[Viewpoint]Creating jobs that last

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[Viewpoint]Creating jobs that last

In April 1947, then U.S. President Harry Truman signed a bill changing the name of the Boulder Dam on the Colorado River to the Hoover Dam. The change was to honor 31st president Herbert Hoover, who governed the United States from 1929 to 1932. Hoover failed to adequately counteract the early stages of the Great Depression, but the U.S. Congress still valued his decision to build the dam, which was part of the New Deal program.

Construction began in 1931 and was completed in 1936. The 221-meter-high dam, capable of storing up to 33.6 billion tons of water, was the largest in the world. (The height of the 63 Building is 264 meters and Soyanggang Dam is capable of storing 2.9 billion tons of water.)

Construction created up to 5,000 new jobs. Workers flocked to the area from all around the United States. Amid heat waves of 48 degrees Celsius (118.4 degrees Fahrenheit), work continued and wages went to feeding families.

But that was not the end of the Hoover Dam’s legacy.

It became even more precious after the Great Depression. As a symbol of the pioneering spirit, the dam continued to contribute to economic development.

The dam controlled the Colorado River, allowing southern California to be developed free from the risk of floods. Without the Hoover Dam, Las Vegas’ fancy neon lights would never have been lit.

Up to 8 million tourists and architects visit Hoover Dam every year and spend money.

When it was designed, the dam was nothing more than a massive concrete structure. But the U.S. government commissioned famous architect Gordon Kaufmann to redesign the exterior.

The graceful structure seen today was born of Kaufmann’s vision.

The American Society of Civil Engineers named the Hoover Dam one of the Seven Civil Engineering Wonders.

The U.S. government’s investment for the future also helped the business community. Bechtel Corporation became a global company based on its participation in the building of Hoover Dam.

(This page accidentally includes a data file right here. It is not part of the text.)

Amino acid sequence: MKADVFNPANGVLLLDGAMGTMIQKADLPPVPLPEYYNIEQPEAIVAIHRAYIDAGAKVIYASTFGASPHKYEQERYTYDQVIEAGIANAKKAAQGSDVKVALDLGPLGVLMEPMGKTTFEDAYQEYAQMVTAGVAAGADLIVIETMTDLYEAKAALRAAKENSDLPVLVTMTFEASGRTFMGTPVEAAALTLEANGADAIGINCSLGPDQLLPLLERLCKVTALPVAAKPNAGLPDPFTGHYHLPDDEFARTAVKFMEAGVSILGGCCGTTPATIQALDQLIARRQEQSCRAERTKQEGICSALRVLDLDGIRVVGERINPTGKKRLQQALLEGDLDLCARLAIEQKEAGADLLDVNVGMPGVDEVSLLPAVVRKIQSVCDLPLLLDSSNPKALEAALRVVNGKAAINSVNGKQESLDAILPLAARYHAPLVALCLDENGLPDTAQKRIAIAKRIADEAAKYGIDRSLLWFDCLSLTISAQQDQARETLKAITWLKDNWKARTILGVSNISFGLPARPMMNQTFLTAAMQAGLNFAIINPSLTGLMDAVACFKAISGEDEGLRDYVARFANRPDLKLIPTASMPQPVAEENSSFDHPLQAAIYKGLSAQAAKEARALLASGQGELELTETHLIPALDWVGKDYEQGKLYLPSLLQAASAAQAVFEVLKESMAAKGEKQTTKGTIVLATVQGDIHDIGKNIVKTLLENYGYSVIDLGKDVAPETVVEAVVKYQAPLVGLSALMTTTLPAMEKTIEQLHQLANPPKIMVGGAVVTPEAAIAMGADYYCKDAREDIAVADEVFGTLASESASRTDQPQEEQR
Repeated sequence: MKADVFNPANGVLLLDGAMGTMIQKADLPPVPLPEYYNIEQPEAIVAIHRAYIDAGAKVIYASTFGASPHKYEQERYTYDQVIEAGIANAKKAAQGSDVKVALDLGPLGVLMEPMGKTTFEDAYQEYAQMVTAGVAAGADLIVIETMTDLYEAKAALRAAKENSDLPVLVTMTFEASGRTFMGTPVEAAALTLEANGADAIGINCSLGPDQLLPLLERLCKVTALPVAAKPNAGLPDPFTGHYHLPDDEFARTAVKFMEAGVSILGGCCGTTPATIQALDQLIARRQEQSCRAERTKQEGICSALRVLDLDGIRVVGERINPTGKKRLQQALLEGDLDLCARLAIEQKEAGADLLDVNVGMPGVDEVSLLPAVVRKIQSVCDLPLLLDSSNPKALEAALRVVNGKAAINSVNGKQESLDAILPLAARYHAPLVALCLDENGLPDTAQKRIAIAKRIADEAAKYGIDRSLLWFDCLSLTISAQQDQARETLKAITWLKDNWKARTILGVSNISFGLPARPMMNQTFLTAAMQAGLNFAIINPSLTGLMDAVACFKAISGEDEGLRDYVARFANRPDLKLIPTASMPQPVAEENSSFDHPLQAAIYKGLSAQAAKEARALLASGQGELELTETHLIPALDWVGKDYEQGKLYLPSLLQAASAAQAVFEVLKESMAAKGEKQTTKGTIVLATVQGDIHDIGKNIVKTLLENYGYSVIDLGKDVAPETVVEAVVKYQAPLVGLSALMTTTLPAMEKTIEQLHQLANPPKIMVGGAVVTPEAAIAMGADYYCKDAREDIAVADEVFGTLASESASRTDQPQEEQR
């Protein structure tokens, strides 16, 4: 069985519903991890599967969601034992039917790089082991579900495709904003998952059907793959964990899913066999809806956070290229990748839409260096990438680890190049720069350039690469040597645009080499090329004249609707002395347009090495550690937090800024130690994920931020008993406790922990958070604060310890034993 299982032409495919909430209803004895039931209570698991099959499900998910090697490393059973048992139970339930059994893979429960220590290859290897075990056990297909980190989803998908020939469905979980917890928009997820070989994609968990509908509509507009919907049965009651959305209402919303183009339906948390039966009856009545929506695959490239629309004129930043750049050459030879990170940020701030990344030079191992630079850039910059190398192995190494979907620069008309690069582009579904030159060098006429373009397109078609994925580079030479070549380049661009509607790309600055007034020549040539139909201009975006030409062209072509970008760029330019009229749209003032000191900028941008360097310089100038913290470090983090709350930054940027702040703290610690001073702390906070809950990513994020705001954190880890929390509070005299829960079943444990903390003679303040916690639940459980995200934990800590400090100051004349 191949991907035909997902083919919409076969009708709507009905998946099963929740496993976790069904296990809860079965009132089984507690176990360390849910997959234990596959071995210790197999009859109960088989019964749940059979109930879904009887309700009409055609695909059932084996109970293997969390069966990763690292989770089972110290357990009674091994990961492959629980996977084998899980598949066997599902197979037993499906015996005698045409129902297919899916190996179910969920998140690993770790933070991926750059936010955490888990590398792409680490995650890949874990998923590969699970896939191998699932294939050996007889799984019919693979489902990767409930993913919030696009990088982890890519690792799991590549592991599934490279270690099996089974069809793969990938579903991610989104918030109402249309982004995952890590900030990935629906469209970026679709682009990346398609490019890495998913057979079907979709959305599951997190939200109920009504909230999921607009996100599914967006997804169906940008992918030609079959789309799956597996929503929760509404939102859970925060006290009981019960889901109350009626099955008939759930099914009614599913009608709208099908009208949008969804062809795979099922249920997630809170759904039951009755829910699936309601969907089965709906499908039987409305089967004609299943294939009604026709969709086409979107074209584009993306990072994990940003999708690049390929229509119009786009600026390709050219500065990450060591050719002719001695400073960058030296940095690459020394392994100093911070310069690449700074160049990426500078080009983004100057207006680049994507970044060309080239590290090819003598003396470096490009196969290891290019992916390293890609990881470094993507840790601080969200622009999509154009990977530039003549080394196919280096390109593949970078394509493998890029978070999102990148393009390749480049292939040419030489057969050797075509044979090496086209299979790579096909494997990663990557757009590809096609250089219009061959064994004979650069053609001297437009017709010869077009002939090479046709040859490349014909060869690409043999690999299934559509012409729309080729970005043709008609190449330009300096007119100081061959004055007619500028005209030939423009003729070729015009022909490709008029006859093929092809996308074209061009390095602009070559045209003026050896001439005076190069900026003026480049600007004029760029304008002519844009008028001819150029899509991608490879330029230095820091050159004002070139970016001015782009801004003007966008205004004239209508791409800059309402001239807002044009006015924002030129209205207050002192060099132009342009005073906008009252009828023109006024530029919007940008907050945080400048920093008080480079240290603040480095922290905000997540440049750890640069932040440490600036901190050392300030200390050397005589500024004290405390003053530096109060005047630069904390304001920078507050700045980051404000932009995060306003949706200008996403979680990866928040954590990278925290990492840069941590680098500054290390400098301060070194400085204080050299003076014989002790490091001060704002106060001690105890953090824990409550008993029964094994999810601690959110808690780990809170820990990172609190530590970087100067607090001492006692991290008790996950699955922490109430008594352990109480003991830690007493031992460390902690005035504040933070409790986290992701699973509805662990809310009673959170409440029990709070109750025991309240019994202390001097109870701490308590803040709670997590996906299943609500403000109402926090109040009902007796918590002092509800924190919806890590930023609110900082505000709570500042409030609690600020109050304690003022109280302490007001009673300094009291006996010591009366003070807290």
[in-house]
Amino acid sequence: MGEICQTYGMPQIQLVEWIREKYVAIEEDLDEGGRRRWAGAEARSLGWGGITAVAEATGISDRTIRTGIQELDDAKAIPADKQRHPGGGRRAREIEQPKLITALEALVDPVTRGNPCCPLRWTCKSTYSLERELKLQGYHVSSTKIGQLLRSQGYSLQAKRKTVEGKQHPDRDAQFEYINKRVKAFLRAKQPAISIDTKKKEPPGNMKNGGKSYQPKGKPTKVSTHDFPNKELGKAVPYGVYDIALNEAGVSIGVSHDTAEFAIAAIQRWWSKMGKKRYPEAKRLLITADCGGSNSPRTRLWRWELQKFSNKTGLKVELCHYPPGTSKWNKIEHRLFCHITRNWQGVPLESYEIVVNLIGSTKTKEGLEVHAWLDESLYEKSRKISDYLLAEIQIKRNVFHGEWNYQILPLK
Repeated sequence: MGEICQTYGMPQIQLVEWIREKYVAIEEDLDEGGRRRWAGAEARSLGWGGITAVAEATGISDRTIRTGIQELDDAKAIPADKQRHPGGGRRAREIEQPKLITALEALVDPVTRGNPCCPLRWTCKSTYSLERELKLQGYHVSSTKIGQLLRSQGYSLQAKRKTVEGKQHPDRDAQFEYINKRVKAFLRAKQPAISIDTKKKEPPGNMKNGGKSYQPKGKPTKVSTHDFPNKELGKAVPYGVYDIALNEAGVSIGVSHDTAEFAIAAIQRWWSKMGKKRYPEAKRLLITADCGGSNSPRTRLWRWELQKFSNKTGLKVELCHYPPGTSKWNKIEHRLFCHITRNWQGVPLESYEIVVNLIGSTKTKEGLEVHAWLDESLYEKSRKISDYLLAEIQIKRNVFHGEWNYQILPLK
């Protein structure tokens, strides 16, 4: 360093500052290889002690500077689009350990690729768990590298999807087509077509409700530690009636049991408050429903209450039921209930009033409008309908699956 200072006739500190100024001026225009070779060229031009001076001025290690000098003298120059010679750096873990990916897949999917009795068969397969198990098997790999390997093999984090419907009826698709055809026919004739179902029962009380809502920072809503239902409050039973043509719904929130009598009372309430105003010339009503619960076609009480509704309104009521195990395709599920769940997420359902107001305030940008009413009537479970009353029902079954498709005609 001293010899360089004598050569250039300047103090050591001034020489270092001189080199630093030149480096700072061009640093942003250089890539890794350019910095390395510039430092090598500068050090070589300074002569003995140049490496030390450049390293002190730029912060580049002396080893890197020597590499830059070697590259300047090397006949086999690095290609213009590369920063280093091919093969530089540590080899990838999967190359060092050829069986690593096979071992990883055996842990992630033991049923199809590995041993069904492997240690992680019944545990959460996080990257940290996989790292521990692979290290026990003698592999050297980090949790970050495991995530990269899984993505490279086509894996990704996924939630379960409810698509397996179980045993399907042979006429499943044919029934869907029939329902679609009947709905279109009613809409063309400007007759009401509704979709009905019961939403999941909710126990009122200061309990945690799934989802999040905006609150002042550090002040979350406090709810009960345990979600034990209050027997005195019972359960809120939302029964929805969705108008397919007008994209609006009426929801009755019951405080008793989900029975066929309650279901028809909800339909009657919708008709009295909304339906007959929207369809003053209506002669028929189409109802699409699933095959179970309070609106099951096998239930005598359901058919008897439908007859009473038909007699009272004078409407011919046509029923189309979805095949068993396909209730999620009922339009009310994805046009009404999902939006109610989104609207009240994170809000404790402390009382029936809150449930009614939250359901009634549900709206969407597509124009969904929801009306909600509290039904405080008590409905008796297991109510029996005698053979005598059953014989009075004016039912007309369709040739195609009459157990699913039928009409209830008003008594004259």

The New Year has come and the Korean-version of the New Deal has begun. The project to restore the four major rivers has started.

While some criticized it as a disguised attempt to build a Grand Canal, now is not the time for such accusations. The fear of unemployment has already arrived.

According to the National Statistical Office, total jobs for those in their 20s and 30s went down by 260,000 in November last year, compared to the previous month. This situation is so desperate that the government must increase spending immediately.

It is, however, extremely important to check whether tax money was spent appropriately.

Increased spending does not necessarily overcome a crisis. It is important to drastically increase spending, but it is more important that the money plant the seeds for future growth.

Japan spent more than 100 trillion yen over the decade since 1992 for 13 major projects.

And yet, the country was left with empty coffers and ended up with increased debt. It was the outcome of spending money for civil engineering construction projects because the government was obsessed with short-term impact.

We will spend 14 trillion won over the next four years for the project to restore the four major rivers.

However, there is no clear blueprint on how to use this precious tax money. The government only insists that 190,000 new jobs will be created.

The government does not say what kinds of jobs they are. The government does not say whether quality jobs will continue to open up in the future. It only said more specific plans will be provided by May.

Because the government is acting slowly, the money is being spent slowly.

Construction has begun in the Nakdong and Yeongsan rivers, but some say there has been no actual work since the opening ceremonies took place.

Digging river beds and tidying riversides are not enough.

The government said there are plans to build bicycle roads and parks, but this is not enough to create quality jobs.

What we need right now are not temporary jobs.

We need a blueprint with substance to ensure a fruitful future.

The U.S. government spent $165 million to build the Hoover Dam, but the money was an investment: The government now sells electricity generated from the dam.

In this case, the returns included interest.

*The writer is a deputy economic news editor of the JoongAng Ilbo.

by Kim Jong-yoon
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